• *EDUC 532: Introduction to Development and Learning (3)
  • *EDUC 628: Teaching English Language Learners (3)
Fall Semester
  • EDUC 693: Internship and Special Topics Seminar (2)
  • EDUC 689: Foundations of Special Education (3)
  • EDUC 617: Teaching in the Middle School (3)
  • EDUC 618: Classroom Assessment (3)
  • EDUC 760: Advanced Methods for Teaching Secondary Subjects (STEM or Humanities) (3)
Winter-Spring Semester
  • EDUC 746: Student Teaching Internship and Special Topics Seminar (9)
  • EDUC 747: Methods and Materials for Teaching Secondary Subjects (3)
    (Mathematics, Science, Social Studies, or English Language Arts)
Final summer
  • EDMX 708: Teacher Researcher I (2) (includes option to study abroad for additional cost)

* Courses open to students enrolled as undergraduate students at UNC who have been admitted to the MAT program.

Specializations

Students may choose to pursue an add-on license in a specialty area in addition to their primary content area. The following specialty licenses are available:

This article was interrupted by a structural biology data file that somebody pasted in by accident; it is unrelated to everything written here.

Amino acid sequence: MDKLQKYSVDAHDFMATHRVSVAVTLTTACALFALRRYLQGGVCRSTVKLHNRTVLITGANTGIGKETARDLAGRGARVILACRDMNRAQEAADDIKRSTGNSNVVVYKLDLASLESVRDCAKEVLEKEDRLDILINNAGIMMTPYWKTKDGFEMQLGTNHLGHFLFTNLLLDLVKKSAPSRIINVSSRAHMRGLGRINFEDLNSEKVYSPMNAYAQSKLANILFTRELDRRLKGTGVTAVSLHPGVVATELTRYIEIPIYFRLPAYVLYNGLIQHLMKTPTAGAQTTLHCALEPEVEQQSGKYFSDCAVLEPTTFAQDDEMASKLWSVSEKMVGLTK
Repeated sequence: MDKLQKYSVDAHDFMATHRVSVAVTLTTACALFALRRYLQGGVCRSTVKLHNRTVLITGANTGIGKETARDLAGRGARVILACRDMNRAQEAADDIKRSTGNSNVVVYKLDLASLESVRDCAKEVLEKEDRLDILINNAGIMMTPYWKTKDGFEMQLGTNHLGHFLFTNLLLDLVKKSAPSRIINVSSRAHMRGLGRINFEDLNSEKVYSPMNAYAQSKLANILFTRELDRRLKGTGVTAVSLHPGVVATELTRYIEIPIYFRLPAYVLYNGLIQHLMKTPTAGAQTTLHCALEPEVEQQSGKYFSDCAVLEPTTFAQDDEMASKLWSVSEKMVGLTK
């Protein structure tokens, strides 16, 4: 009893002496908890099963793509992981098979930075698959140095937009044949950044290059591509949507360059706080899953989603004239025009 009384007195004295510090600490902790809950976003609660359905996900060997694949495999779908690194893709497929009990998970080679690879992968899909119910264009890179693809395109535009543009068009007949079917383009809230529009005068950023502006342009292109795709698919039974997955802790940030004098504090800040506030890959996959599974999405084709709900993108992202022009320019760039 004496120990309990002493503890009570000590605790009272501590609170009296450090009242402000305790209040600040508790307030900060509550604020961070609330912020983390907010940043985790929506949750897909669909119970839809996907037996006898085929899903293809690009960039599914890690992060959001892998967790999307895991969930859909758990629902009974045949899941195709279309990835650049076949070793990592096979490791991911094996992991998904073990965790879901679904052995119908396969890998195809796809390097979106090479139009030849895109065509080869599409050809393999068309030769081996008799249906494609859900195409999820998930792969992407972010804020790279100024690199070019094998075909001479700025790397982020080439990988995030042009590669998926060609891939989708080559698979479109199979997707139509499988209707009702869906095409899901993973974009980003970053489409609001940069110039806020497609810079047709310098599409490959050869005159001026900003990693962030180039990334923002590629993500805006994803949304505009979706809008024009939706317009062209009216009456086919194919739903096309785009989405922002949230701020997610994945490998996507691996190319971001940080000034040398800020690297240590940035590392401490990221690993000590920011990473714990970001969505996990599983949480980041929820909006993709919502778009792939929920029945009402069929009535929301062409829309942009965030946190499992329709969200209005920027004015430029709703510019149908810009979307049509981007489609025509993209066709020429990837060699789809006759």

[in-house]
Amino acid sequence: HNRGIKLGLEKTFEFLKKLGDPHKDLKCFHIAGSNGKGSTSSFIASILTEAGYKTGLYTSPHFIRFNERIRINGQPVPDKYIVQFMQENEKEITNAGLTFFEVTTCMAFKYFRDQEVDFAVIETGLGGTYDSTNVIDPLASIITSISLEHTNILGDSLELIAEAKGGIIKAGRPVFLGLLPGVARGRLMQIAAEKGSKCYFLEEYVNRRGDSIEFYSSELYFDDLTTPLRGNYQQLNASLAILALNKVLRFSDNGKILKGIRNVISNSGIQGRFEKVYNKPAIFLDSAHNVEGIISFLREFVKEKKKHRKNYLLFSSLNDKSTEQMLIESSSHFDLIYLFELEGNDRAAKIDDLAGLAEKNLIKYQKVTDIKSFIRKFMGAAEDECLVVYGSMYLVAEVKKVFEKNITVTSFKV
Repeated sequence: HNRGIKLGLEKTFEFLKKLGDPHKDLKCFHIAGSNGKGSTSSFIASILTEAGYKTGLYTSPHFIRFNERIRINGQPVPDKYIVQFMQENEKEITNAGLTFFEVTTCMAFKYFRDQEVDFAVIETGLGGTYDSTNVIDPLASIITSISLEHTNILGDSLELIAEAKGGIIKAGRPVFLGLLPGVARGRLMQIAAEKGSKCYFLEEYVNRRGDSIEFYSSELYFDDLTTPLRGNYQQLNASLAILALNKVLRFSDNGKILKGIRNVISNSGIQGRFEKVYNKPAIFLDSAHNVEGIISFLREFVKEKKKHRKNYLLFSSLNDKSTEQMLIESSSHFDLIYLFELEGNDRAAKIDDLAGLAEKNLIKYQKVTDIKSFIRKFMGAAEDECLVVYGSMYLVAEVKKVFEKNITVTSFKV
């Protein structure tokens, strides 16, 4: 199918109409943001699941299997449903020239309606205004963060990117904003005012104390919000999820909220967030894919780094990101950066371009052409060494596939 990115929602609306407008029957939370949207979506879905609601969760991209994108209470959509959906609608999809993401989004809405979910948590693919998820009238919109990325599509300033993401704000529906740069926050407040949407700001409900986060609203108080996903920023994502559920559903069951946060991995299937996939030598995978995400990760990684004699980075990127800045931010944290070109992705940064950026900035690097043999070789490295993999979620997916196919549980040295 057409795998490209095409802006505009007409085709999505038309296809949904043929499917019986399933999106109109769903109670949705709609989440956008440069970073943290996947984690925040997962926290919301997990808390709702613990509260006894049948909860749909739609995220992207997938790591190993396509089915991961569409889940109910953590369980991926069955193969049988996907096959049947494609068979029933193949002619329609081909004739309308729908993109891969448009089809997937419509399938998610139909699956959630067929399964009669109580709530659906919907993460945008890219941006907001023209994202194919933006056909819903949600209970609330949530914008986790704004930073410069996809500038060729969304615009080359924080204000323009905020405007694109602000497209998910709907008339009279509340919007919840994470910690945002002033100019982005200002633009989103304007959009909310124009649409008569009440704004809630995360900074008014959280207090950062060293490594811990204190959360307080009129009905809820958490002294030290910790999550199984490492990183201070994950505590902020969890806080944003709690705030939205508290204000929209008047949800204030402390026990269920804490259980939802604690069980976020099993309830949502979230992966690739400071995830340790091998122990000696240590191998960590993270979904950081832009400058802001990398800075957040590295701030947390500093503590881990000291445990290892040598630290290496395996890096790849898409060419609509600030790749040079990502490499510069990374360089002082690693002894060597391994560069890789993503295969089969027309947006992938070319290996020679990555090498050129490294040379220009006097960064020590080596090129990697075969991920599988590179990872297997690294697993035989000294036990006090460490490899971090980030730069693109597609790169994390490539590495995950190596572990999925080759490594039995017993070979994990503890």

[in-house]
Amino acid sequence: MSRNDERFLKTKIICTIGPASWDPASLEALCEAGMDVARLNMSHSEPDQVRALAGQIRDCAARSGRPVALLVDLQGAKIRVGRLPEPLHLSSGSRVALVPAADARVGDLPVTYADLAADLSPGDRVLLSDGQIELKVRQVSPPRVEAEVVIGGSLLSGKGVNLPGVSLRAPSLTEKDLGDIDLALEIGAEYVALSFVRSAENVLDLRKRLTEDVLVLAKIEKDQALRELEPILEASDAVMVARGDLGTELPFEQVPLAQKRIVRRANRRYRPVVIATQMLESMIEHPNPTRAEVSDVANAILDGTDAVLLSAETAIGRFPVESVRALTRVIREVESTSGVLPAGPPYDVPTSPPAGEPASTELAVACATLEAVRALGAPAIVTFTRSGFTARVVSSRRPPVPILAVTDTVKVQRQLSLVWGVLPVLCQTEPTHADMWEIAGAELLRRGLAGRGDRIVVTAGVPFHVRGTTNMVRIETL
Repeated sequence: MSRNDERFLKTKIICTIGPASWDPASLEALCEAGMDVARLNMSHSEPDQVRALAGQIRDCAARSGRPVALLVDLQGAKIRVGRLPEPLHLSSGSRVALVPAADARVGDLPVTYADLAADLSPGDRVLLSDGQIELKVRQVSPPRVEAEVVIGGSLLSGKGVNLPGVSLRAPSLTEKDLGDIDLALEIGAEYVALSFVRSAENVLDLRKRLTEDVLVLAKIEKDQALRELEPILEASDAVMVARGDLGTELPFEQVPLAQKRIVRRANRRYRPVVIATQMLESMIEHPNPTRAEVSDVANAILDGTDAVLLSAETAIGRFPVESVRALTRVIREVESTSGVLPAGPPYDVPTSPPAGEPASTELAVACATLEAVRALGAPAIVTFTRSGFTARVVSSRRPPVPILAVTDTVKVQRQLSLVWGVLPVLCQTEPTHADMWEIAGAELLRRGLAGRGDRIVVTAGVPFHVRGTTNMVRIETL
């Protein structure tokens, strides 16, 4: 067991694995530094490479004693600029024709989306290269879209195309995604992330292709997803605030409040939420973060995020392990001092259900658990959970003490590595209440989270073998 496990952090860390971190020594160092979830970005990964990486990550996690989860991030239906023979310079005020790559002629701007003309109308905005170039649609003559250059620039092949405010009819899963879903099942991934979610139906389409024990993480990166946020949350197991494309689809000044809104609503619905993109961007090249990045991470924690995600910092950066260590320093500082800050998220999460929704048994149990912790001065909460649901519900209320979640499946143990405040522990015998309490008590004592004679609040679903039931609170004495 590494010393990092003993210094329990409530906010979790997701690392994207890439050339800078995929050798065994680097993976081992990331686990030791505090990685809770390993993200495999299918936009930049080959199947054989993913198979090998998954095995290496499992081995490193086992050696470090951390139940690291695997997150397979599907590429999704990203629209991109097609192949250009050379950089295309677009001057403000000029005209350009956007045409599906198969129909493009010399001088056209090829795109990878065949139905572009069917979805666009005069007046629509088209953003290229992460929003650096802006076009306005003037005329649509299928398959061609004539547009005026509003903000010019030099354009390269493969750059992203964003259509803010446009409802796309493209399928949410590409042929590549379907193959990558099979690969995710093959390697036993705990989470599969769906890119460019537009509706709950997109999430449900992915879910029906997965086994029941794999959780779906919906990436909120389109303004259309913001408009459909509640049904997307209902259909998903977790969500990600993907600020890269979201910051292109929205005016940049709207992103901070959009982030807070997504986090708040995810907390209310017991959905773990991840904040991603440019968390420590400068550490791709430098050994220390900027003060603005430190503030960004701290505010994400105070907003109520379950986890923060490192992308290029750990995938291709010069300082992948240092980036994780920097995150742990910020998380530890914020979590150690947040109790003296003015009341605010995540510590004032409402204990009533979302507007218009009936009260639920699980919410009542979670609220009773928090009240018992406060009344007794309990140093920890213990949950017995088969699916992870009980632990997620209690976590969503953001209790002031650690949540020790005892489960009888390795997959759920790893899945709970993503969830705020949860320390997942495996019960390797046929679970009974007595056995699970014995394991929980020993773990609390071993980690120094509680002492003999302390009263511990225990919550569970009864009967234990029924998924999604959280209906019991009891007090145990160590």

Special Education

English as a Second Language

A teacher shows a child a piece of material during a lesson

How to Apply

Applications for the MAT program are open to individuals who have earned a Bachelor’s degree or who are currently en route to obtaining a Bachelor’s degree before they begin the MAT program. Applications open the first day of each fall semester and are due each February.

Click here to apply

For Current UNC Undergraduate Students - Early Affiliation

Requests for early affiliation are taken each semester. The request form will open on the first day of class each semester.

You should only request early application if you will still be an undergraduate student in the following school year.

Admissions Requirements

  • All MAT applicants must have (or currently be enrolled in a program leading to) a bachelor's degree from an accredited institution.
  • Applicants must complete their BA or BS and all prerequisite courses prior to commencing the official MAT program.

Applicants must submit the following application materials:

  • Three letters of recommendation
  • Official transcripts from all universities attended.
    Must be in good academic standing and have a minimum cumulative GPA of 3.0. If below a 3.0, please provide justification for consideration of admission in your statement of purpose.